The best thing about photographing New Yorkers?
(Specifically midwest born + bred New Yorkers.........)
weather is never allowed to stand in the way;
tremendous outerwear seemingly (always) right at hand; and........
well, only in a good way ~ it's just that our New York clients hold a special place in our hearts.
We love that "nothing-can-throw-them-off-their-game" spirit.....When storm clouds threatened Sarah Starbuck + Josh Jacobstein's outdoor celebration ~ didn't phase them at all (congratulations on the new baby by the way!) ..... Not weather, not traffic, nor any random acts of God deflatedKimberly Lakin and Geoffrey Mize's celebration. Amy and Grady live and work in New York, but came back to where they grew up for their "I-dos"
(and we LOVE that they did!)
Here are 2 proud fathers at Friday night's festivities....
.....and Mr. Laird with a few words of wisdom and thanks at the rehearsal dinner as Grady records from the sidelines:
Rehearsal dinner was held at MU's Faurot Field press box....a fun place to throw a party!!
and there was a band!
a really great one!!
it seems Dr. Keller (MU Electrical and Computer Engineering) has some pretty talented grad students:and speaking of talent...
Amy and Grady both work for national magazines......Amy is, in fact, the beauty editor of Allure and she brought a New York stylist and a NY make-up artist in on the bridal prep. and WOW! (worth repeating: WOW!!)
We should preface by saying that Amy is a beautiful womananyway; but oh-my-gawd did she look polished + glamorous (seriously stunning!)....and JUST AS stunning/polished/glamorous at midnight as she did at 12 noon ~ we've simply never seen hair and make-up "hold up" so remarkably well till the wee hours. (Especially with all that dancing -- DJ Aaron Rose really rocked the house....which reminds us of another "stereotypical love" ~ our New York friends do seem to know how to party..... )
S T U N N I N G . . . . . . . .
Confident + Happy:
Reallly, really happy:
We love this documentary image Kim created in the hotel room.... sort of the "final adjustment/last check"
And here's our favorite pre-ceremony image that amy (Enderle, SilverBox) created of amy (Keller, bride!) in the church library/dressing room moments before walking down the aisle:
She was simply radiant!!!
it was (BURR!) cold outside , so we found some creative use of the space around the sanctuaryand speaking of CREATIVE; have you ever seen a cuter way to post dinner seating assignments? These trees (created by Kent of Kent's Floral Gallery) were right outside the door ballroom door....and the trees were complete with birds.....how CUTE is that!!
lovely, lovely, lovely!!:
oh there are so many images we want to share in the day-in-review.....
[.....one more advantage of us working together: amy being on hand to hang it this high ;) ]
(oh and we LOVE this series of amy and her dad dancing)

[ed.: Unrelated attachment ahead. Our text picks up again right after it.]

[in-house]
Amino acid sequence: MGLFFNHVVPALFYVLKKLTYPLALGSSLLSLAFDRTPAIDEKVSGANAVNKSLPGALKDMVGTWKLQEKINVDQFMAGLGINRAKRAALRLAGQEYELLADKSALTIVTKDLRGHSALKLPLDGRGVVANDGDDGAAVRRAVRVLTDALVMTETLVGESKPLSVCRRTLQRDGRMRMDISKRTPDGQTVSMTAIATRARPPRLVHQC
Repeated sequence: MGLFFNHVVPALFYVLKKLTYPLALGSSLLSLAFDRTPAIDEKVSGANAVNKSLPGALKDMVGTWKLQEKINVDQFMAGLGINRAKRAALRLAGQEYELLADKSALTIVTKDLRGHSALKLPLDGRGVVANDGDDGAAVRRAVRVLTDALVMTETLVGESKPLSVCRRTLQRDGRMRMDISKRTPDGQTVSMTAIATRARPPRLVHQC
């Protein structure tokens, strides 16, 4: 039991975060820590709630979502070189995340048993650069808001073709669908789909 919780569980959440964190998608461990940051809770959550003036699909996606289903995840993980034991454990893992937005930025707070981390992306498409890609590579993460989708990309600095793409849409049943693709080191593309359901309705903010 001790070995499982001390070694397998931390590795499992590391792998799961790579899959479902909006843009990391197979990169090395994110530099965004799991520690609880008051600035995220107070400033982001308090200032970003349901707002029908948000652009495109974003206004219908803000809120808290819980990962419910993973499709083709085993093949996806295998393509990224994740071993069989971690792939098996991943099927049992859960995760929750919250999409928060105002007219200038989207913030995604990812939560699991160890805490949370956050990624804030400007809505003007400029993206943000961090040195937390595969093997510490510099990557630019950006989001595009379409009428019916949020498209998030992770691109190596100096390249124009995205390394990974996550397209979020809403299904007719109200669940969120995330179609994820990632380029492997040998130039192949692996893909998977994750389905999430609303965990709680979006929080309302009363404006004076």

amy enderle and kim wade, SilverBox Photographers
a special shot and shout-out to the other photographers (and photography enthusiasts!) checking the blog.... we often talk up our love for wide-open aperture but here's a technique where shutter speed is the key variable. Most often referred to as "dragging the shutter", this works wonders when you hope to communicate sense of action, flow, or general hurriedness of the scene. (Home and Garden type magazines often turn to it to showcase a sense of life in the featured room ~it's the blur of the homeowner, or their child, walking thru the the frame.) It's relatively easy and super fun if you're in a trial and error type of mood....so set those cameras to manual, pull out your tripod and give it a try!
For this image (the first shot I took when entering amy's hotel room), I used the shutter speed of 1/8 s to get amy-on-the-phone / amy-in-motion whirlwind effect. Anytime you keep the shutter open longer than 1/25th (so shutter speeds of 1/20, 1/15, 1/10, 1/6, etc) you'll likely get some blur ~ which is why putting the camera on a tripod is best: you want the blur to be of your subject, not because of your inevitable movement in holding the camera. (Granted, this picture is handheld with available light ~ but honestly, that's because it was a split-second documentary decision rather than planned shot...go with the tri-pod on this, you won't be sorry.....)
Now since you're leaving the shutter open for an extended period, you'll need to DECREASE the amount of light coming into you camera through your other 2 variables -- so adjust your aperture and/or ISO accordingly. In this type of environment, we'd normally shoot at f/2.8 with "film" speed of 800 or 1600 and then adjust shutter speed with each shot for proper exposure -- maybe pulling out a prime lens to open to the wider f/2.2 or our beloved 1.8 if things were still too dark. Metadata on this image shows that I had set the ISO to 1600 but dialed to f/7.1 to compensate for that extra light. A fun effect for a communicative image -- and fun to try at home.
If THESE things are in your house, how about: set camera on tripod and focus on stockings. Turn all the lights on/open all the shades and use available light, rather than flash, to simplify a bit. As a starting point, go with 1600 and use the settings this image was created with: 1.8 s at f/7.1 and see if you can get a small person or roommate or pet to run/leap toward the stockings. Have fun!! Too much light? Go to f/8.0 or f/9.0....too little light? Widen things up by taking your aperture in the other direction -- give 6.3 or 5.6 a try. Would love to see what you get! ~ amy